“Ape-Man, I know your secret! Meet me at the Wallace Ave. Warehouse tonight! –W.” was all the sign read.  Why did it strike such fear in the heart of Ape-Man? Find out in —“The Challenge of W!”by Scott Casper, thanks to Lieber and Kirby for Tales to Astonish #36Mattie was a small female gibbon, an “escapee” from the Bronx Zoo’s collection, as the other apes were. Mattie chattered a little, then sped to the wall, leapt up, and found the bars on the warehouse windows more than adequate for scaling up the side of the building. In moments, Mattie was inside; tense minutes after that, Mattie was hanging off the door handle of the back door as it swung open.“Nice work, Mattie!” Ape-Man said. “Mattie, you stay here. Faben, you’re with me!” he said to the chimpanzee with him. He had some more instructions for Faben which he gave the excited chimp before heading inside.Ape-Man could not even see the third floor windows when he entered; there was a partial roof over him and partition walls blocking his view of the whole floor of the warehouse. The partition walls extended out from the side walls to support columns that rose through the second floor. It was a little scary how good a burglar Mattie was, having found her way down here so fast.  Ape-Man moved cautiously into the dark interior of the warehouse. He had expected to find more cover, but the warehouse was disturbingly free of good hiding places, like stacks of boxes and crates. Multiple staircases ascended to the partial second floor of the place and, as Ape-Man moved into the middle of the warehouse, he could finally see all the way up to the roof.A button was pushed somewhere up above him and the lights began to flicker on all over the warehouse. Looking up, Ape-Man spotted a figure who had been standing quietly on a catwalk connecting sections of the second floor positioned almost directly above him. The figure was a thin, slight man dressed like a cowboy, complete with ten-gallon hat and twin pistols holstered at his waist. The figure was casually posed, leaning on the rail of the catwalk, but had an old-fashioned Winchester bolt-action rifle cradled in his arms that lent him menace.“Well, slap my knee and caaaalll me crazy!” the cowboy shouted excitedly. “If that don’t beat all, my trap’s done caught me an ape with some curious fashion sense! Now, the big money question is, is you a talkin’ ape, or am I just wastin’ my time not pullin’ this trigger…” the cowboy said, still sounding comical, but drawing the rifle up to his shoulder and pointing it right at Ape-Man with frightening speed.Ape-Man raised his hands and spoke in a deep, growly, but still human-like voice. “You must be ‘W’.  You can’t be surprised, if you know my secret…” Ape-Man said.“W” laughed. The rifle jiggled a little, but was still aimed at Ape-Man. “For a talkin’ ape, you’ll be feelin’ mighty stoopid’ in a minute. ‘Cuz I never knew any secrets. I jus’ make up thangs’ when I need to get wut’ I want.”“And what is that, Mr…?”“Just call me W — most people do,” W said. “Mostly I aim ta’ get paid for shootin’ ya, but first…I’m wondering if there’s anything to be gained from keepin’ ya’ alive a little longer. Like that thingee you’re wearin’ on your noggin. Does that have somethin’ to do with you bein’ able to talk? Cuz that might be worth somethin’ to me…like shootin’ you so you’ll die quick instead a’ slow…”“Wait, let me take this off…” Ape-Man said, reaching up for his headset. Instead of taking [...]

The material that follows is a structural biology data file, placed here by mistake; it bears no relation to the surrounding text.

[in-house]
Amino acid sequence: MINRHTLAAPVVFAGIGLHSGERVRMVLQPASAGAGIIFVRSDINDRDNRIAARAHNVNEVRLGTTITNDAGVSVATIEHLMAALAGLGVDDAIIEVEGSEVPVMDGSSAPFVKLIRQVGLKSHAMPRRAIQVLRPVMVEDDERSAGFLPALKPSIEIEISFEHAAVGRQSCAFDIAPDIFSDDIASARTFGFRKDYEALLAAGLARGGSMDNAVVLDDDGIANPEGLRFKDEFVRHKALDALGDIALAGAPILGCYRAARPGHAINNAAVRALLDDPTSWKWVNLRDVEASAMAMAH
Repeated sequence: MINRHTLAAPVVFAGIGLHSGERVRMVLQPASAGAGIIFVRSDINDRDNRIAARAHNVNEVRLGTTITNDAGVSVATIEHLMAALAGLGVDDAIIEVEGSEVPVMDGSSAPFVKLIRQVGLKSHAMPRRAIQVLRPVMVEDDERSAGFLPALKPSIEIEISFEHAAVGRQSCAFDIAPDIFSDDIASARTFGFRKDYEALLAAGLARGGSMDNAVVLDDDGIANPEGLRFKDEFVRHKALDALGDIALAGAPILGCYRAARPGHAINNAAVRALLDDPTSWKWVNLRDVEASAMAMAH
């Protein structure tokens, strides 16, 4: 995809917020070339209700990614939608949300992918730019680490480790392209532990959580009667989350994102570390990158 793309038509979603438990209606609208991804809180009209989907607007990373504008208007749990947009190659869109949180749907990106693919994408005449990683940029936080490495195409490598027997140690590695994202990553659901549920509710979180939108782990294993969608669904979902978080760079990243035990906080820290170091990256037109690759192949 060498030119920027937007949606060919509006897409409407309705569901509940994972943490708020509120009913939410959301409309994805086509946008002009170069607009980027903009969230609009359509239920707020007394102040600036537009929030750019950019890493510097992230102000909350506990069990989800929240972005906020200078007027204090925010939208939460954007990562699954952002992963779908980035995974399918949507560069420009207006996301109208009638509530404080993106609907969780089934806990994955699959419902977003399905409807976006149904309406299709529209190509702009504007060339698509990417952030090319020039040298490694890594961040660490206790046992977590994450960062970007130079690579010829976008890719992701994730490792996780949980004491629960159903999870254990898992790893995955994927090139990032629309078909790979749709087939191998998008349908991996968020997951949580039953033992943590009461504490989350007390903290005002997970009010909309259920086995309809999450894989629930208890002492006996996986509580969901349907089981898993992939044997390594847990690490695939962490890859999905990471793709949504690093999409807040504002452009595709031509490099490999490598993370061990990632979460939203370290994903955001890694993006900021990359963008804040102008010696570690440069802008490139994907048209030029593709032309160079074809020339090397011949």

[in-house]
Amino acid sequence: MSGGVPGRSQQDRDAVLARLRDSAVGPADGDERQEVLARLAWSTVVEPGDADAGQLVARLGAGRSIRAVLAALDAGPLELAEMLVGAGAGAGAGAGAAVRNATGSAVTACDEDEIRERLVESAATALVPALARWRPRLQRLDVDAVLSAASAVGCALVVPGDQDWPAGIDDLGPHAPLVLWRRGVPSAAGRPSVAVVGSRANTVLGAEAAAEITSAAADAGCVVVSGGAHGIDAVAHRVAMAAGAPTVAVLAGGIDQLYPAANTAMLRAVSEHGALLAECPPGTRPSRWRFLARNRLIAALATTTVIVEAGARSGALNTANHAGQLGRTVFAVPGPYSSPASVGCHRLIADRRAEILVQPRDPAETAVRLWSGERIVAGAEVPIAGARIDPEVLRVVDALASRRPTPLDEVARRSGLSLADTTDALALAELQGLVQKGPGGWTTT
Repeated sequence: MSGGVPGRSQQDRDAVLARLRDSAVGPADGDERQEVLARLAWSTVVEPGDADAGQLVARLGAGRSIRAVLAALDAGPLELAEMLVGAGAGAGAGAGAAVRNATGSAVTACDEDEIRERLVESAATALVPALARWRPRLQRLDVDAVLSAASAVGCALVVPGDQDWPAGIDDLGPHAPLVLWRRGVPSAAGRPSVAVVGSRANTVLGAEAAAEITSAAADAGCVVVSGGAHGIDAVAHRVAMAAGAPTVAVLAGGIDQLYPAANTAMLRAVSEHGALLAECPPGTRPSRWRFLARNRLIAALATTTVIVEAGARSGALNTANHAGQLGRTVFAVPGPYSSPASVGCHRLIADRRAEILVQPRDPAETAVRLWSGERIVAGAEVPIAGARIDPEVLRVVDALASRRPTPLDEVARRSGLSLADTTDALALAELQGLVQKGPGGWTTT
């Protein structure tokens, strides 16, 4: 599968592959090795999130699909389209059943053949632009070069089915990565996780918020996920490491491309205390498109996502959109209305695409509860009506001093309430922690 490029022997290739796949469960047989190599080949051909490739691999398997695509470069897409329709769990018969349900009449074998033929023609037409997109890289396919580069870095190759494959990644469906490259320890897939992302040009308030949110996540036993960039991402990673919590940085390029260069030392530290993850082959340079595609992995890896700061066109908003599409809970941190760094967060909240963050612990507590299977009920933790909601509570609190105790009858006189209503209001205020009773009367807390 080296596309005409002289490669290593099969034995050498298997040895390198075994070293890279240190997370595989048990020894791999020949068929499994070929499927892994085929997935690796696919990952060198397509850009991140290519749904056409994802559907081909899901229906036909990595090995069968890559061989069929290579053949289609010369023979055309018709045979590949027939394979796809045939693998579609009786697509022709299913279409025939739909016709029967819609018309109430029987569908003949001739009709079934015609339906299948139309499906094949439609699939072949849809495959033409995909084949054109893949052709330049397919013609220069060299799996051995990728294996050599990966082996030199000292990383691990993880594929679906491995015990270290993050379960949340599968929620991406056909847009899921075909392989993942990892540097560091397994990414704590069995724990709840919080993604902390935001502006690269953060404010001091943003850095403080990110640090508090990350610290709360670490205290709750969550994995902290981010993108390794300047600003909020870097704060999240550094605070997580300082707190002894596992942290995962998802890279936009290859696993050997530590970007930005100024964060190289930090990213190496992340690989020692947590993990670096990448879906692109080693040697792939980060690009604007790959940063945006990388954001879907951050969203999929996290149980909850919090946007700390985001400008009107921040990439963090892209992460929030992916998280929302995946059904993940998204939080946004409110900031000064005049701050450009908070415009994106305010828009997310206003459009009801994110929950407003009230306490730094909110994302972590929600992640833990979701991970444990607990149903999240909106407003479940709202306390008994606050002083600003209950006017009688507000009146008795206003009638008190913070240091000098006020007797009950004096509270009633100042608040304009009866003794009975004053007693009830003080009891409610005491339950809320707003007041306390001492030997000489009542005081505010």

Ape-Man #0